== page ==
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Results from the 60-Second Survey: The Future of the Book

Last month we asked what you thought of the future of the book in our latest 60-second survey, aptly titled, The Future of the Book. More than 1,300 people took our survey and this is what they said…

When asked, “Do you think paper books will eventually disappear,” almost 2 out of 3 respondents (63%) said paper books would never disappear. 15 percent said books would disappear within the next 50 years, 11 percent said within 51-100 years, and 11 percent said books would disappear in more than 100 years.
(Click on a chart for a larger, more detailed image.)

When asked, “What do you predict libraries will circulate in 10 years,” 43 percent of our respondents predict an equal amount of physical and electronic materials. On the other hand, only a slightly lower percentage of respondents – 39% – predict that libraries will circulate more electronic materials than physical.

Our survey also asked in what format (audio, electronic, or paper) respondents currently read fiction, non-fiction, and textbooks, as well as how they predict how they will read those materials 10 years from now. Those that use audio did not expect much change in 10 years (less than 1% change in each category). The largest expected transformation among respondents was for textbooks. 10 percent currently read them in an electronic format, but 59% expect to be reading them electronically in 10 years.

Survey respondents also predicted a change in how they will read fiction and non-fiction. Currently, 86 percent of our respondents read non-fiction in a paper format, but only 59 percent expect they will still be reading non-fiction that way in 10 years.

As for fiction, 88 percent of our respondents read fiction from paper books, but only 70% predict they will still read fiction that way in 10 years.

Additionally, almost 3 out of 4 of our respondents (71%) left comments about the future of the book. Stay tuned for more details about the results and the comments provided in an upcoming Fast Facts.

Let us know what you think about these results and the future of the book by leaving a comment below.

-Jamie

ALA Releases New Report – The Condition of Libraries: 1999-2009

From ALA:
CHICAGO – At every turn, news reports and research indicate fairly dramatic changes in U.S. library funding, services and staffing – most occurring in the last 18 months. According to a new report prepared by the American Library Association (ALA), libraries of all types are feeling the pinch of the economic downturn while managing sky-high use.

Compiled from a broad range of available sources, The Condition of Libraries: 1999-2009 presents U.S. economic trends (2009), and summarizes trends in public, school and academic libraries across several library measures, including expenditures, staffing and services. The report also highlights trends in services provided to libraries by library cooperatives and consortia.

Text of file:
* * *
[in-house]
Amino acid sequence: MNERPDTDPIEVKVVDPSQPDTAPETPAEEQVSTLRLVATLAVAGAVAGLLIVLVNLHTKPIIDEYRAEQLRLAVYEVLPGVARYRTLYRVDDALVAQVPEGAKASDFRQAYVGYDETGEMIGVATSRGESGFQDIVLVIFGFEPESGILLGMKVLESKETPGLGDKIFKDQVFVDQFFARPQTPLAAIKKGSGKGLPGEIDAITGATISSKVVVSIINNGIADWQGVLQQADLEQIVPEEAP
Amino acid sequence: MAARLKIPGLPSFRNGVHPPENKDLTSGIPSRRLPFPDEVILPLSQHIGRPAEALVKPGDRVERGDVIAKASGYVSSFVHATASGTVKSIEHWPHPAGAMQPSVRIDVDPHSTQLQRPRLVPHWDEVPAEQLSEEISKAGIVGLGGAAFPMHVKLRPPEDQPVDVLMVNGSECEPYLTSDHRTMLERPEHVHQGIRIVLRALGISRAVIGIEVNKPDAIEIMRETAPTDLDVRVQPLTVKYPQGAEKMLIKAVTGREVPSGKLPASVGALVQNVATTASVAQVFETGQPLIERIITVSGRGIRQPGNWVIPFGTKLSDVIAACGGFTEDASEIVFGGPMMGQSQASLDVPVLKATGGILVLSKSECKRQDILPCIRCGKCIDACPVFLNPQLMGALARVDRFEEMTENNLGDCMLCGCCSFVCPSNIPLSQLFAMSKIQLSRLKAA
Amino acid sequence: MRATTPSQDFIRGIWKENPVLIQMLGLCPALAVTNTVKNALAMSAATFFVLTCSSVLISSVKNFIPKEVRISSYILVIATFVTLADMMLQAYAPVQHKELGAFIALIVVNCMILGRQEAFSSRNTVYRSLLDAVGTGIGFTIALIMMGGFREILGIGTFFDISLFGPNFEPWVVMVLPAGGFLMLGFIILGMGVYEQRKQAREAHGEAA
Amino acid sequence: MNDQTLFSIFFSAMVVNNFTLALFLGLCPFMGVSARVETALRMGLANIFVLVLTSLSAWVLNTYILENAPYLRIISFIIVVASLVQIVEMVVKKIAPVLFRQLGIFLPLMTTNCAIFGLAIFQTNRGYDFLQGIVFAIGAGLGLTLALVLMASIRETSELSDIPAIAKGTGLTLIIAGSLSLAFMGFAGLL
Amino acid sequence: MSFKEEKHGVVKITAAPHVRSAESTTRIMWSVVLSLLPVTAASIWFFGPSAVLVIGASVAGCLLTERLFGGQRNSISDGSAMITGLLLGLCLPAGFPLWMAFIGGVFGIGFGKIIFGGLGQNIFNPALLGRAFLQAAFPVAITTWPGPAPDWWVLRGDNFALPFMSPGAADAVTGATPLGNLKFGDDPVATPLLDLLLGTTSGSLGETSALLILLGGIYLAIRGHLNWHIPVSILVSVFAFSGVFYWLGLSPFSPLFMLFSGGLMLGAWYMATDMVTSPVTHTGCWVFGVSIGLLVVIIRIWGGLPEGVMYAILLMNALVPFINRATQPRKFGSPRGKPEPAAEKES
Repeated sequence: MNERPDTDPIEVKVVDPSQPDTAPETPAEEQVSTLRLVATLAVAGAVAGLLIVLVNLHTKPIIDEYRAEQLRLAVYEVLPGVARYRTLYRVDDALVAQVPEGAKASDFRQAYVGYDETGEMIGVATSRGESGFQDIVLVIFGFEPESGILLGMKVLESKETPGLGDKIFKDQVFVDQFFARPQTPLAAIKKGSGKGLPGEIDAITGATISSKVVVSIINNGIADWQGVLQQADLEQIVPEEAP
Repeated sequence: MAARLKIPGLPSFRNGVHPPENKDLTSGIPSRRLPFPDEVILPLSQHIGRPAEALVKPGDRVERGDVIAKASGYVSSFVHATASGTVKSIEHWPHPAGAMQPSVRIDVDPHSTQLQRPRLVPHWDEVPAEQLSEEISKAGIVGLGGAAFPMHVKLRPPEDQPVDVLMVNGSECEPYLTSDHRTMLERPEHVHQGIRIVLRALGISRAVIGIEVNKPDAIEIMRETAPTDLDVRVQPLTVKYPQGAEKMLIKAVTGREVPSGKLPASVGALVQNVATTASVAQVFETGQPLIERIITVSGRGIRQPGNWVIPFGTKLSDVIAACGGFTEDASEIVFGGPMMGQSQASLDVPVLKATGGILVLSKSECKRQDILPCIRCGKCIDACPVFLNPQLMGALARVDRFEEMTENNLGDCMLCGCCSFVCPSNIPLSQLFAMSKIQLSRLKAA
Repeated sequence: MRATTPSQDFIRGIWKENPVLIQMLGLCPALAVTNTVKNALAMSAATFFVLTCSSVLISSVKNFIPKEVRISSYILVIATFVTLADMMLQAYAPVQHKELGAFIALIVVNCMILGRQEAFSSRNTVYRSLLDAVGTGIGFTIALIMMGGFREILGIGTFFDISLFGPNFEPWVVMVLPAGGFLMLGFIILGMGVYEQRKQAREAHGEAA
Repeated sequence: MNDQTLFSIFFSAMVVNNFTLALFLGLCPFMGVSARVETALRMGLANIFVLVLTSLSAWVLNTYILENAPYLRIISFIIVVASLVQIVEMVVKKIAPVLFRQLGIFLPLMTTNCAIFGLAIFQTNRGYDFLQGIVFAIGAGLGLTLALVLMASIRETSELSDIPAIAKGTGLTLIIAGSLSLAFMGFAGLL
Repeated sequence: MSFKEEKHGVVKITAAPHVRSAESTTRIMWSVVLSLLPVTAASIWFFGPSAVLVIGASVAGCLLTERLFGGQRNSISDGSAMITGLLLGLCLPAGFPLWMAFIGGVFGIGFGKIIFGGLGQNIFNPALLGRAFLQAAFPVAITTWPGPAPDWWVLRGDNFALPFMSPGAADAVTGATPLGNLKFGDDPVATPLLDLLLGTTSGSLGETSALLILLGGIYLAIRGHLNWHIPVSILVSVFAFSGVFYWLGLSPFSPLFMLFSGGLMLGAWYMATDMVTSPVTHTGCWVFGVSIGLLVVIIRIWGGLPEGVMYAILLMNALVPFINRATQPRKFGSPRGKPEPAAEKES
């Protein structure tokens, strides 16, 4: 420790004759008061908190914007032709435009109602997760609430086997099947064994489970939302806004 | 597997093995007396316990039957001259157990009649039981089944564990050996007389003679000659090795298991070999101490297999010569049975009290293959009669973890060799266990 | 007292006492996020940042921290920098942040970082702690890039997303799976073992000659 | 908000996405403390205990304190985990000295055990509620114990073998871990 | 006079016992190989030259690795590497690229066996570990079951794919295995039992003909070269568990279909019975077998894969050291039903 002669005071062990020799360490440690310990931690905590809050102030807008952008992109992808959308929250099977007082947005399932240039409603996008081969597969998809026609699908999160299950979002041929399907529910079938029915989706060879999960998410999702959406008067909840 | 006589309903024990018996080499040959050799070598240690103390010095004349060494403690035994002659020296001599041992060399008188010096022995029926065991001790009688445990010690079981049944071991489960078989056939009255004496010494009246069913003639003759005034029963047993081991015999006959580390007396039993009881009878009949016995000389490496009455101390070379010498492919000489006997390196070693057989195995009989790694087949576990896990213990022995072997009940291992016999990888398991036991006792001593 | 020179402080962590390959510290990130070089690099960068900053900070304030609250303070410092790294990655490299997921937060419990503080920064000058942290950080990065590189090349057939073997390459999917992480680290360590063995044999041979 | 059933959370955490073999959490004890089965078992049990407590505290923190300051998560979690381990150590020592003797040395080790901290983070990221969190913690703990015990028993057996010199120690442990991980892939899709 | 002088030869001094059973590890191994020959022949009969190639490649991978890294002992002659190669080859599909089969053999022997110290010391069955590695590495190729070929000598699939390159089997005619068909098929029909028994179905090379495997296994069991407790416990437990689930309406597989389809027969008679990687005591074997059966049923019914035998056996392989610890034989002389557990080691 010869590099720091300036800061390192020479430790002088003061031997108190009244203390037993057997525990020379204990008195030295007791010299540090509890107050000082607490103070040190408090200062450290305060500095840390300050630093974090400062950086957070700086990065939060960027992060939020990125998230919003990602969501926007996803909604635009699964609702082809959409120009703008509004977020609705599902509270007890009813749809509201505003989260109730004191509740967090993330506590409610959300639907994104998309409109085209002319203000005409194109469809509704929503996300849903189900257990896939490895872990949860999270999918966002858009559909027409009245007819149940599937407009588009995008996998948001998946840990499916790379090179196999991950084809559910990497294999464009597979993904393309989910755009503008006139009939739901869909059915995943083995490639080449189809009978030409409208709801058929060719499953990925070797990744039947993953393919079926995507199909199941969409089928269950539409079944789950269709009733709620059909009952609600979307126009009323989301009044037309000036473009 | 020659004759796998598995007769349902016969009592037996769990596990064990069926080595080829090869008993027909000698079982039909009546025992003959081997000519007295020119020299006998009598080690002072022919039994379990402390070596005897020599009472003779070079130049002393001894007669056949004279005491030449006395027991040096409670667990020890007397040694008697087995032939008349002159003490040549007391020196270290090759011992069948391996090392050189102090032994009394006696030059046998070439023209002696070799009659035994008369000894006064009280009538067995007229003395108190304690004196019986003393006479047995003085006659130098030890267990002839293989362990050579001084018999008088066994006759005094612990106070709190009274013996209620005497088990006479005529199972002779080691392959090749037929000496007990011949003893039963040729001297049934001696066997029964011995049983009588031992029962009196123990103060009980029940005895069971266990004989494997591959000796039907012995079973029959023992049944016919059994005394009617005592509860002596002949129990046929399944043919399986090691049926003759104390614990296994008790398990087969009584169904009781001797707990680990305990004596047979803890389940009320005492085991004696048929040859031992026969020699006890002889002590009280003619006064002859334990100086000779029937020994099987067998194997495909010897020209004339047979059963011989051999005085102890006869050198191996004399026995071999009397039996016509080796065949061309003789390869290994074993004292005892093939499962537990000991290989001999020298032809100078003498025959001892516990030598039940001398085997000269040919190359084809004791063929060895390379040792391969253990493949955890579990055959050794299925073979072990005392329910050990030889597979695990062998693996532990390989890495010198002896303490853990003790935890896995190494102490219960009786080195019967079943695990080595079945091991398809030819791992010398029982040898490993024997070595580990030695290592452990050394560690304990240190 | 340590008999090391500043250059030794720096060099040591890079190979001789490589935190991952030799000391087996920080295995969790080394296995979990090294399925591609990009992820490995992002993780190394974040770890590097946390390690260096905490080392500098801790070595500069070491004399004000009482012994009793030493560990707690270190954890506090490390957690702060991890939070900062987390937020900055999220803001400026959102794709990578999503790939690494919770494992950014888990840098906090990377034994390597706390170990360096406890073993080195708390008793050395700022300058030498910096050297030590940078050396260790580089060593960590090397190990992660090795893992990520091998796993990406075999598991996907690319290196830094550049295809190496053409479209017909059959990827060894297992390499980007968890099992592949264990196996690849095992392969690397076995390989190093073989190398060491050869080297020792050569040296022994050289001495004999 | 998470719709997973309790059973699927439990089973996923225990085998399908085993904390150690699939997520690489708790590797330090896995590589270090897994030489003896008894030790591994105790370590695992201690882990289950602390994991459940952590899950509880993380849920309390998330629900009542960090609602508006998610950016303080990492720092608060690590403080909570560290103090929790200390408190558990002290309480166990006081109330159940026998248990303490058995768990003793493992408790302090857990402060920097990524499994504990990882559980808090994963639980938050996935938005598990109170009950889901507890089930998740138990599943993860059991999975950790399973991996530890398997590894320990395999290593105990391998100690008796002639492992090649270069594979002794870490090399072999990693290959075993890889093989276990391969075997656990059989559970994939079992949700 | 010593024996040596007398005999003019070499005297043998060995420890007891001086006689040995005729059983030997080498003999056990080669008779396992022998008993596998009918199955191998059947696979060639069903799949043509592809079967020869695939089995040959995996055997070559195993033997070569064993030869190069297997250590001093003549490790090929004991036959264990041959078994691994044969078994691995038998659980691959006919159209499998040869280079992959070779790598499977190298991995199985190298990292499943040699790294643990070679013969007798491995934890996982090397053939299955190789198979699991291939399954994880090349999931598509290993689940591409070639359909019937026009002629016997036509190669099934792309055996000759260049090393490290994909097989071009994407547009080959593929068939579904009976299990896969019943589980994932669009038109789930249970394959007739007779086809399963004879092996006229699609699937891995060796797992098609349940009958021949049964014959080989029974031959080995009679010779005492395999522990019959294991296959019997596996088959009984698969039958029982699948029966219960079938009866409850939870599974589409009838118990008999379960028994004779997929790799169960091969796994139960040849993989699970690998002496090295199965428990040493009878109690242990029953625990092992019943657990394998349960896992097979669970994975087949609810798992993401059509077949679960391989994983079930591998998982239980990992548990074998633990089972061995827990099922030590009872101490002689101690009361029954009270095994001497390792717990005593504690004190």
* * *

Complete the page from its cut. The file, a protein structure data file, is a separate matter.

[More at: http://www.ala.org/ala/newspresscenter/news/pressreleases2010/january2010/outlook_ors.cfm]

Report: http://www.ala.org/ala/research/initiatives/Condition_of_Libraries_1999.20.pdf
Reports by library type: http://www.ala.org/ala/research/index.cfm

Service Trends in U.S. Public Libraries, 1997-2007

From IMLS, Washington, DC:
The Institute of Museum and Library Services (IMLS) announces the release of a new research brief, Service Trends in U.S. Public Libraries, 1997-2007. The brief identifies important changes public libraries have made to address patron needs in an increasingly Internet-centric environment and explores service differences in urban and rural communities.

A comparison of more than 11 years of Public Library Survey data suggests that service changes in U.S. public libraries are having an impact on visitation and circulation, as record numbers of people now use public libraries nationwide. Several findings from the survey include:

• The availability of Internet terminals in public libraries rose sharply between 2000 and 2007, increasing by 90 percent on a per capita basis. This dramatic increase is one example of the way U.S. public libraries are expanding their range of services to meet patron demand.

• Between 1997 and 2007, per capita visits to public libraries increased nationwide by 19 percent. During the same period per capita circulation increased by 12 percent. This growth in demand for library services occurred even as people increasingly turned to the Internet to meet other information needs.

• The study identified very different trajectories between urban and rural communities for select service trends, highlighting the importance of local context for identifying patron needs and improving services.